The Angels of Mons: a legend of the Great War – by Dr Dave Clarke


When: Thursday, May 15th, 2014, 8.00 PM

‘…the greatest wartime mystery of the 20th century…’ A.J.P. Taylor

One hundred years ago, in August 1914, a force of 30,000 crack British troops were surrounded outside the Belgian city of Mons by a massive German Army three times as strong. But at the very moment they expected to be annihilated the attack was suddenly halted, allowing the troops to escape and fight another day.

Back home, newspapers attributed the escape of the British Expeditionary Force to “a miracle” and many Christians came to believe that the Germans had been stopped by a vision of angels that appeared between them and the BEF. And as the war bogged down in the trenches wounded soldiers and nurses who cared for them came forward to claim they had witnessed the miracle at Mons. 

The Angels of Mons captured the imagination of thousands across the world, bringing hope of victory to the Allies and restoring faith to those who lost loved ones in the slaughter on the Western Front. As the centenary of the legend approaches the story lives on with plans for a battle of Mons trail and commemorative events to mark the beginning and end of the war in the Belgian city.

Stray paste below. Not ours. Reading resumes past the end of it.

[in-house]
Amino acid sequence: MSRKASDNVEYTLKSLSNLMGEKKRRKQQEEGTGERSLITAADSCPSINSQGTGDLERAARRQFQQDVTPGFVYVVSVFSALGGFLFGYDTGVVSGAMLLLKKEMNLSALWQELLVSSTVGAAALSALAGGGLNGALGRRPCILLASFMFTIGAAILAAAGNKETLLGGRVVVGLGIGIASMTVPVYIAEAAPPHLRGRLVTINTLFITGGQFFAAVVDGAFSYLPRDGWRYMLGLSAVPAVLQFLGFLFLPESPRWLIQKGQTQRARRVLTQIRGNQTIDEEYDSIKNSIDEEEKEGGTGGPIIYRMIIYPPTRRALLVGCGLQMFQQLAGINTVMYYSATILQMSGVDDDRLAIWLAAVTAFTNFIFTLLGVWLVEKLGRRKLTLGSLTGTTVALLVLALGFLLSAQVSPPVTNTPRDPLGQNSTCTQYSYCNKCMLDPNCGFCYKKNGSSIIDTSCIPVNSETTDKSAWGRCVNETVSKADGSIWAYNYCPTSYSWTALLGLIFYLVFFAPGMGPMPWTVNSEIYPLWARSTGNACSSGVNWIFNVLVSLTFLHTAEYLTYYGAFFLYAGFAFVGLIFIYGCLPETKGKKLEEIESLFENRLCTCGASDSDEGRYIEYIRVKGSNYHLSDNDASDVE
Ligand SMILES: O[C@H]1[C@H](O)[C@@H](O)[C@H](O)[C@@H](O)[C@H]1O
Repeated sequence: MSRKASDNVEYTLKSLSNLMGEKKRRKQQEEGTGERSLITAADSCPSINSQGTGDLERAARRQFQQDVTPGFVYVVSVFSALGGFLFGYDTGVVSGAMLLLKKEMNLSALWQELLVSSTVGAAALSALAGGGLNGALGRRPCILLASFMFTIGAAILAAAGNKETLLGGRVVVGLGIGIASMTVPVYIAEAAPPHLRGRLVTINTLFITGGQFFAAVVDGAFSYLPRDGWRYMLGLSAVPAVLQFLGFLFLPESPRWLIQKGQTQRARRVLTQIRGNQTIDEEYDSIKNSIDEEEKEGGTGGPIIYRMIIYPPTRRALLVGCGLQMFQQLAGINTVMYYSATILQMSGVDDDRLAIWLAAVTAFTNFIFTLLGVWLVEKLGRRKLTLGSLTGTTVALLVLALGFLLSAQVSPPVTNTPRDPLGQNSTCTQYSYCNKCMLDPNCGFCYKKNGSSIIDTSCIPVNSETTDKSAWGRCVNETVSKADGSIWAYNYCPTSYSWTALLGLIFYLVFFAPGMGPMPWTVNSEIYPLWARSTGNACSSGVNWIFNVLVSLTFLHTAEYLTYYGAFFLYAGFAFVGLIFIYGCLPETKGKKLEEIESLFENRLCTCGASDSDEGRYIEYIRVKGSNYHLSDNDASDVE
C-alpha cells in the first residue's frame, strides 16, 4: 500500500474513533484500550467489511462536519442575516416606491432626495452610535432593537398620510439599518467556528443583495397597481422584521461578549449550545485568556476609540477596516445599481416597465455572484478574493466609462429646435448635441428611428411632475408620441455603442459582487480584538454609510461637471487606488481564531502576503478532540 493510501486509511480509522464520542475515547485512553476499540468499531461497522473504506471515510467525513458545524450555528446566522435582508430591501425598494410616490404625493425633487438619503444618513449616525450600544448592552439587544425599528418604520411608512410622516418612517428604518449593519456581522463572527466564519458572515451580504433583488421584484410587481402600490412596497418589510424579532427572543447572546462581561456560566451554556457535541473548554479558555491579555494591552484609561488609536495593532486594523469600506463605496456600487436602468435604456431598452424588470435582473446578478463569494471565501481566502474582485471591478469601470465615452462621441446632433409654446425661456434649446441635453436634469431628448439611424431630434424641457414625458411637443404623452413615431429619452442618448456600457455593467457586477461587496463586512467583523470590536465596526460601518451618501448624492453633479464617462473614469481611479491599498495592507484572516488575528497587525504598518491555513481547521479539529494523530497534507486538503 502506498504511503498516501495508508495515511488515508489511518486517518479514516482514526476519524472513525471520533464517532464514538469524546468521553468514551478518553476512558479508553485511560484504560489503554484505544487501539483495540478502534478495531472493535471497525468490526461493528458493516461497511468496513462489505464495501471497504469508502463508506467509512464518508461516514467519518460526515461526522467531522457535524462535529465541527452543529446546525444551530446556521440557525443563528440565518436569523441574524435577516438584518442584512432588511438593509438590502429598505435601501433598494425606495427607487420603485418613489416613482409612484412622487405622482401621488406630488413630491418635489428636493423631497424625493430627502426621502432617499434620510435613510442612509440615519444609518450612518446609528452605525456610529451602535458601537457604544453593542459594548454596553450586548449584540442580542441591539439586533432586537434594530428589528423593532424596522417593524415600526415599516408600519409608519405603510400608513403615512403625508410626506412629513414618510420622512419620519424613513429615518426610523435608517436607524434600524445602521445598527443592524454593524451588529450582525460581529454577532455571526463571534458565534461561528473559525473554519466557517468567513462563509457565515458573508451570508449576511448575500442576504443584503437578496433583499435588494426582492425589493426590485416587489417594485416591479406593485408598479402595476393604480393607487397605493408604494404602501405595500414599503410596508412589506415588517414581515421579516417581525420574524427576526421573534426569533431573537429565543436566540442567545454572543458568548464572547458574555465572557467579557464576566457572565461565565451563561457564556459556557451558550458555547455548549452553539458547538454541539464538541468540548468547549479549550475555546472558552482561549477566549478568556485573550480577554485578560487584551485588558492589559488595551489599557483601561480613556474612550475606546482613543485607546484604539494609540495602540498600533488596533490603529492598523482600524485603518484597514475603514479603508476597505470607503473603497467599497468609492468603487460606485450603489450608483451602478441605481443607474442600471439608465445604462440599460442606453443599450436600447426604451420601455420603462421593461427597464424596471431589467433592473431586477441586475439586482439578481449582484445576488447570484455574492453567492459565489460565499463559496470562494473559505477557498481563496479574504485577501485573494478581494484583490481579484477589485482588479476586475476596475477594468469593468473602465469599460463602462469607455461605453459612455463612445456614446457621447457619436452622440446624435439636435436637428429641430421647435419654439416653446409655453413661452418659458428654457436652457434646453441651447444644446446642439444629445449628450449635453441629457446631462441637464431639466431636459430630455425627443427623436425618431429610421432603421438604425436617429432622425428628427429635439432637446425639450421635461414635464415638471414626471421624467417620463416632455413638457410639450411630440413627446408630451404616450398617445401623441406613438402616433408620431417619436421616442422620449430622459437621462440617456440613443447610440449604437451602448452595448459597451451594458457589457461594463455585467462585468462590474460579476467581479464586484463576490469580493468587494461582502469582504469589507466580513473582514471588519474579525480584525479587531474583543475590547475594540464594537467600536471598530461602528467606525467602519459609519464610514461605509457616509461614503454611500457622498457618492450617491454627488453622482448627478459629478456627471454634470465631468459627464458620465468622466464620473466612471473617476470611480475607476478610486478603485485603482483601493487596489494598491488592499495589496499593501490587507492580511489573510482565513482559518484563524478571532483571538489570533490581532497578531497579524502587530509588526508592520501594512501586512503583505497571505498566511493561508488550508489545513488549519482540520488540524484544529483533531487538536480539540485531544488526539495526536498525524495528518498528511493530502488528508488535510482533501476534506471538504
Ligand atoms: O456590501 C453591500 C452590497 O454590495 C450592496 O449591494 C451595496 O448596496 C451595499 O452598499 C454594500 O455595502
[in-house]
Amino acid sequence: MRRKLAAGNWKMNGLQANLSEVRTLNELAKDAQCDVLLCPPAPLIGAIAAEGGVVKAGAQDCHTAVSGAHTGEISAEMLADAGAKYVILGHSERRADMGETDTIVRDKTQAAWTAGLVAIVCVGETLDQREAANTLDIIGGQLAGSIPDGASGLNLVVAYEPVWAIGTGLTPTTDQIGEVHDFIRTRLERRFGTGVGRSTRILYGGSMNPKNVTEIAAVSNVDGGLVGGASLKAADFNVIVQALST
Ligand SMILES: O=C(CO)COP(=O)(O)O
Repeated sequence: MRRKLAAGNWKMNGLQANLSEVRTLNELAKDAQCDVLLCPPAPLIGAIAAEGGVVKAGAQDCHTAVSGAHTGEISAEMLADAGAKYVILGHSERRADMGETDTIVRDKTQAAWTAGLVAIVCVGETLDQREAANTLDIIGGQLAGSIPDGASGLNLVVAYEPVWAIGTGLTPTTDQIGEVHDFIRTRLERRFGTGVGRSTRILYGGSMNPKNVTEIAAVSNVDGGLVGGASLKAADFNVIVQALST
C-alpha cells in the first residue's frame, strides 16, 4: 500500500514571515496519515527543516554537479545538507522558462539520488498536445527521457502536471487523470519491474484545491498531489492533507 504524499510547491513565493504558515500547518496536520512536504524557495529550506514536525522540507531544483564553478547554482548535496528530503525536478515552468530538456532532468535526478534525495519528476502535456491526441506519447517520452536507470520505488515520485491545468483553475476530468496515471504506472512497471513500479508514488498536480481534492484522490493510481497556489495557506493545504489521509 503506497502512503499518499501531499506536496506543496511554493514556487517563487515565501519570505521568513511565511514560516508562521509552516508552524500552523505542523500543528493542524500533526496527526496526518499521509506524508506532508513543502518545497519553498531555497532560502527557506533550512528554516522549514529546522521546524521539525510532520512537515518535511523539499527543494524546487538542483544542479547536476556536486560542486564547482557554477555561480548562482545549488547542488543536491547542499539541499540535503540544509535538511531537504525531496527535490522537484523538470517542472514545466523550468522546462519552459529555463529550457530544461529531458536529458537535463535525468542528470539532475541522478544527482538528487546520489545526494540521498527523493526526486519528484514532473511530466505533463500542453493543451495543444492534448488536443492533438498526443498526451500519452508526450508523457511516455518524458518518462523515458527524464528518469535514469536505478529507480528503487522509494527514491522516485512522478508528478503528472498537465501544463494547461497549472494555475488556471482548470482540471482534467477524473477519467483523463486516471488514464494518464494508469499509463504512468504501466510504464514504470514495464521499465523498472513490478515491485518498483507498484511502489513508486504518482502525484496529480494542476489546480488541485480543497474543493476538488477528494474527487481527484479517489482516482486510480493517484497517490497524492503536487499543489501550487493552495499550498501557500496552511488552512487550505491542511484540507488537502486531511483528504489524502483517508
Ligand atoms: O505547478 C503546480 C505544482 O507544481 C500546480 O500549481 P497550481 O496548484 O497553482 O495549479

In this talk David Clarke – author of the definitive book on the mystery (The Angel of Mons, Wiley: 2004) – sets out to reveal the facts behind the story, drawing upon original documents and accounts from journalists who collected stories about the ‘angels’.
The talk follows the evolution of the story to the present day and asks if it really was ‘the first example of a modern urban legend’.

Dr David Clarke is an expert on folklore and supernatural beliefs. He is a senior lecturer in the Department of Journalism at Sheffield Hallam University. From 2008-2013 he worked as The National Archives consultant for the opening of the Ministry of Defence’s UFO files. His book The UFO Files (Bloomsbury 2012) is the first comprehensive history of the MoD’s UFO investigations. His website is dedicated to folklore and journalism: http://www.drdavidclarke.co.uk/

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